Yale Group Linklog — tags for blogs

Links (beta) is a group linklog — bringing the tagging power of Flickr and Furl to the world of the blog.
From links’ about page:

links is a group linklog; you can post the links you are reading and look at what other people and groups of people are reading on the web here. Anyone at Yale (valid netid required) can get an account simply by signing in through the Yale Authentication Service (use the link at right). Once you have an account, use the bookmarklet to add your own links.
Once you’re set up and saving your links here, you can syndicate your own recent links or your group links using RSS, or export your whole set of personal links to a number of formats for use in other systems.

If you poke through the site, you can find all sorts of blog entries that Yale users have found useful — nicely tagged and organized.
RSS4Lib has been linked in the WAG [Yale Medical Web Advisory Group] group with the tags rss, libraries, and blogs. It’s not just a respository — anyone (not just registered users) can also subscribe to the RSS feed for any page in the site — so you can subscribe to the RSS feed for the WAG group, or for the “libraries” tag.
The Yale Center for Medical Informatics is developing this software — unalog — under an open source license. This might be very handy way for a public library to maintain a virtual vertical file — rather than collecting pamphlets and ephemera by subject or organization, why not use unalog to indicate web sites and assign subject tags? It would also be a handy way to organize information from community groups or local organizations.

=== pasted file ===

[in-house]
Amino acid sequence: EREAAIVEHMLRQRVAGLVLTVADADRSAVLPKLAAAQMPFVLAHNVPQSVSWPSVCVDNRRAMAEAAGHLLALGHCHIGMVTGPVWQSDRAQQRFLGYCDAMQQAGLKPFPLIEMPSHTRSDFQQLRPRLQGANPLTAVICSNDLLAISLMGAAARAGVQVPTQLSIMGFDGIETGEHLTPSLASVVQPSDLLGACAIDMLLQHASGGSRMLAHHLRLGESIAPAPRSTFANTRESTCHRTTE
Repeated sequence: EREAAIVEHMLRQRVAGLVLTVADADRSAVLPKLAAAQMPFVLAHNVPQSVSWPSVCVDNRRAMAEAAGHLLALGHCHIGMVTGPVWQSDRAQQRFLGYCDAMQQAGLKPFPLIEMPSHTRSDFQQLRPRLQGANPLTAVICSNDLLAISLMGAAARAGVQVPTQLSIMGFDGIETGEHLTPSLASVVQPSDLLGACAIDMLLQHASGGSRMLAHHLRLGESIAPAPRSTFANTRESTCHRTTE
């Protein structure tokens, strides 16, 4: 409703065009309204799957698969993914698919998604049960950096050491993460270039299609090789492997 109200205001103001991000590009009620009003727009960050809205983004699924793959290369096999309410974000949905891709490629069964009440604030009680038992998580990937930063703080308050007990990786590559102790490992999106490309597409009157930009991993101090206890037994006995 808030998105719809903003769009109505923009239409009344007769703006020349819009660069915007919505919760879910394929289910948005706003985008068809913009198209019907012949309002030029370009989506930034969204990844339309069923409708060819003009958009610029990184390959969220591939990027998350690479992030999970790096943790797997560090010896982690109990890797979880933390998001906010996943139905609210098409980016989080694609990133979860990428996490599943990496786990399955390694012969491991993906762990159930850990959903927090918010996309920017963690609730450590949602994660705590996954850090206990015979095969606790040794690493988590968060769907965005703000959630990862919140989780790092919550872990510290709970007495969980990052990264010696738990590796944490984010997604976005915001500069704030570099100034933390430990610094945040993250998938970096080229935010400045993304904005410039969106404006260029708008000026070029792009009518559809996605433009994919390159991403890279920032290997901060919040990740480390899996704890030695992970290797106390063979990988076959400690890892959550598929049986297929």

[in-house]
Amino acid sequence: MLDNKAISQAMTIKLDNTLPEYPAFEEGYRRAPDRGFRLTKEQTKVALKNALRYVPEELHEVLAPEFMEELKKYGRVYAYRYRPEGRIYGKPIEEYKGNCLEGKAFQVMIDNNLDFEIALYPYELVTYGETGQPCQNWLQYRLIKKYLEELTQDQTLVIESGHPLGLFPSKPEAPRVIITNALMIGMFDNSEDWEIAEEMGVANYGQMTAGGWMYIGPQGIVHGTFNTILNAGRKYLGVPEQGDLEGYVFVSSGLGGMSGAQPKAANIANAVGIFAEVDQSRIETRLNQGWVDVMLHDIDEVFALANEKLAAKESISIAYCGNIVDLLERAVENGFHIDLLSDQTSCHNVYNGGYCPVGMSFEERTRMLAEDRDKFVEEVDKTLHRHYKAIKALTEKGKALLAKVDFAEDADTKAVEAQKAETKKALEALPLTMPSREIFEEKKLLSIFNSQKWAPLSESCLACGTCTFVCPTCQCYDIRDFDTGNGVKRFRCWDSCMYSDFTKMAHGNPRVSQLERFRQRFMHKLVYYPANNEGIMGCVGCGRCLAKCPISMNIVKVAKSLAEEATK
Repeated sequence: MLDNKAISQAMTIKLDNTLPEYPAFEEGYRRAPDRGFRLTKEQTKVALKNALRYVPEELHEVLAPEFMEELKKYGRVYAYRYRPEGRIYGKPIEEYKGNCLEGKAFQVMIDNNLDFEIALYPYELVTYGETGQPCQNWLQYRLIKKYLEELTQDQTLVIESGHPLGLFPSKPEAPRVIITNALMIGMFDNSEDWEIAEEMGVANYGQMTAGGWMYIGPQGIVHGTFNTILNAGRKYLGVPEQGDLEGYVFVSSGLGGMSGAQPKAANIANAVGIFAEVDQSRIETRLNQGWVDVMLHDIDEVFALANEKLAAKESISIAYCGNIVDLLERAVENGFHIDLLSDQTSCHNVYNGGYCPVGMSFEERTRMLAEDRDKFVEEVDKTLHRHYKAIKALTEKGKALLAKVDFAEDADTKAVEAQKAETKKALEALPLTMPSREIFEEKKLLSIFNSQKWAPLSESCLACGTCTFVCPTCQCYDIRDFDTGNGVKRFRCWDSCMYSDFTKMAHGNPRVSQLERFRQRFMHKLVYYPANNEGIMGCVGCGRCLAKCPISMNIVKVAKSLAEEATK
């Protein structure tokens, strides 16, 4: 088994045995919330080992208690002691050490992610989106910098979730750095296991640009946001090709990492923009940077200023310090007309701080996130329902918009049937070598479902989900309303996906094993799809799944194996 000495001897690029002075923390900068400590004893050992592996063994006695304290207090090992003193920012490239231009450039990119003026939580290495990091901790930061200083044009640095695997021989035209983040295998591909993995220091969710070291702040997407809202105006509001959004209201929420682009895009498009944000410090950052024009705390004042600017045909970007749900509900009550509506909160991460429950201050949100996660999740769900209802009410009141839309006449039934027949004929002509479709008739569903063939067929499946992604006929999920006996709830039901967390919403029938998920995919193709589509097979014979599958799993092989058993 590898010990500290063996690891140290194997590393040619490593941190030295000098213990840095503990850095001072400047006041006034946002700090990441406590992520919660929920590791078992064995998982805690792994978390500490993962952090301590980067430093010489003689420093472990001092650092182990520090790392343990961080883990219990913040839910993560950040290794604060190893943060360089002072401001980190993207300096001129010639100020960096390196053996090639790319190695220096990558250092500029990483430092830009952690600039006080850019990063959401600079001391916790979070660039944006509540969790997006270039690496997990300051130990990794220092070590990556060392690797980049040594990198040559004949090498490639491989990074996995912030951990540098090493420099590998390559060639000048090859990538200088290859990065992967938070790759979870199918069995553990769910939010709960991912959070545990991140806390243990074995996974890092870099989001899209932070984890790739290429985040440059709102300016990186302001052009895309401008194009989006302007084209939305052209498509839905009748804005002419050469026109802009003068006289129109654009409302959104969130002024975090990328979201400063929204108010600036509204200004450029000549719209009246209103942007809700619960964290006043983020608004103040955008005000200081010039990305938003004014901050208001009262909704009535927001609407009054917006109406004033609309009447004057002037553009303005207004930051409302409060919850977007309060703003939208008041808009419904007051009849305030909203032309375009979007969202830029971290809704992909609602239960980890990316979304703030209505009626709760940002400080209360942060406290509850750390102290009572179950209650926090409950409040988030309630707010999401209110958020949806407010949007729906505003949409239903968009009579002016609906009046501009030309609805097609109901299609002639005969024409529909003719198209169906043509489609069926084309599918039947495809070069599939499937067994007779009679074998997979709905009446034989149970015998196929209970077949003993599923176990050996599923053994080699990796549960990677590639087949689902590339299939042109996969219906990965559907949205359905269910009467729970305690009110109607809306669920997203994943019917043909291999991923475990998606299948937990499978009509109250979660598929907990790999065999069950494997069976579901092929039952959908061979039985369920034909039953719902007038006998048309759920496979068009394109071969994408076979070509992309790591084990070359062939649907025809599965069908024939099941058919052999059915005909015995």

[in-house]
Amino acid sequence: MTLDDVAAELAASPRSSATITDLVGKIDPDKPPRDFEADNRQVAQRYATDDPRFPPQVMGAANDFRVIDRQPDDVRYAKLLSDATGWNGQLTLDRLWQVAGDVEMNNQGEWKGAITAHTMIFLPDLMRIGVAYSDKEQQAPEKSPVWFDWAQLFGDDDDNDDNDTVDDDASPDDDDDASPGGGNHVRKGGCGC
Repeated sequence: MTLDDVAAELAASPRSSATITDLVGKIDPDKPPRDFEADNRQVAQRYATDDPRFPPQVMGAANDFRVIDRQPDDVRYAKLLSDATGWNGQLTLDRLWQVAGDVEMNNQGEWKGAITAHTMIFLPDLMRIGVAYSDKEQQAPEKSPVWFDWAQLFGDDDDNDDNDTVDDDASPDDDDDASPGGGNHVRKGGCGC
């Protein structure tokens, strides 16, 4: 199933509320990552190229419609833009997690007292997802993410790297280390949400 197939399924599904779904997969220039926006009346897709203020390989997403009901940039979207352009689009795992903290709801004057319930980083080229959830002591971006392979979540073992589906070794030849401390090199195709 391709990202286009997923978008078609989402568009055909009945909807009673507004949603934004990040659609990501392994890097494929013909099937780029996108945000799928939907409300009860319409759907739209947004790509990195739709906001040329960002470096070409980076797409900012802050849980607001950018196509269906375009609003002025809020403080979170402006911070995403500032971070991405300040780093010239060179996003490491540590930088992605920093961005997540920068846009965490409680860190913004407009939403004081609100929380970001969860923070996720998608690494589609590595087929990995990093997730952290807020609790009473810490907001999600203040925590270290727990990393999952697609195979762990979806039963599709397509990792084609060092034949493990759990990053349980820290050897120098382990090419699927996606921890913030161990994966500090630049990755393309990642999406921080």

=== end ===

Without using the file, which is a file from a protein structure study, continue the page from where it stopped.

It’s Not Stealing — It’s Syndicating

There are a number of tools out there that allow you to easily take someone’s RSS feed and plug it in to your web page. The little-known secret is that at least one of them requires no programming knowledge beyond basic HTML and — for the adventurous — a bit of CSS.
Feed2JS, created and maintained by some clever people at the Maricopa Community Colleges, is a free service that takes an RSS feed you specify, wraps it in some CSS, and delivers it through a one-line JavaScript tag in your HTML document. Wait, it’s really not even that complicated.
For an example of how this handy application works, go to my library’s home page. Notice the headlines under the heading “The Ginn Weblog.” Those headlines are drawn dynamically from the Ginn Library’s weblog, the GinnBlog. Whenever we publish something new to the blog, the newest article appears at the top of the list on the library home page, and the oldest one goes away. Automatically. The code to it, provided through a web form at the Feed2JS site where you simply paste in the URL of the RSS feed, is simple:

<script language="JavaScript" src="http://jade.mcli.dist.maricopa.edu/feed/feed2js.php?src=http%3A%2F%2Fwww322.pair.com%2F
ginnblog%2Fmt%2Findex.rdf&num=3&date=n" type="text/javascript">

(I also had to play a little bit with a CSS style sheet to make the headlines fit into the space on the library home page and to match the font, size, and color of type on the page -- but that was just as easy as adding a few elements to my site's style sheet using the directions kindly provided.
Maricopa is feeling the pain of lots of people using this script, downloading reformatted feeds from their site. If you plan to use it heavily, they'd appreciate it if you downloaded and installed the PHP scripts to your own server...
Feed2JS is a very easy way to take advantage of RSS feeds -- news, weather, your library's blog, you name it.
Let me know if you're using this tool on your library's site by leaving a comment with your page's URL.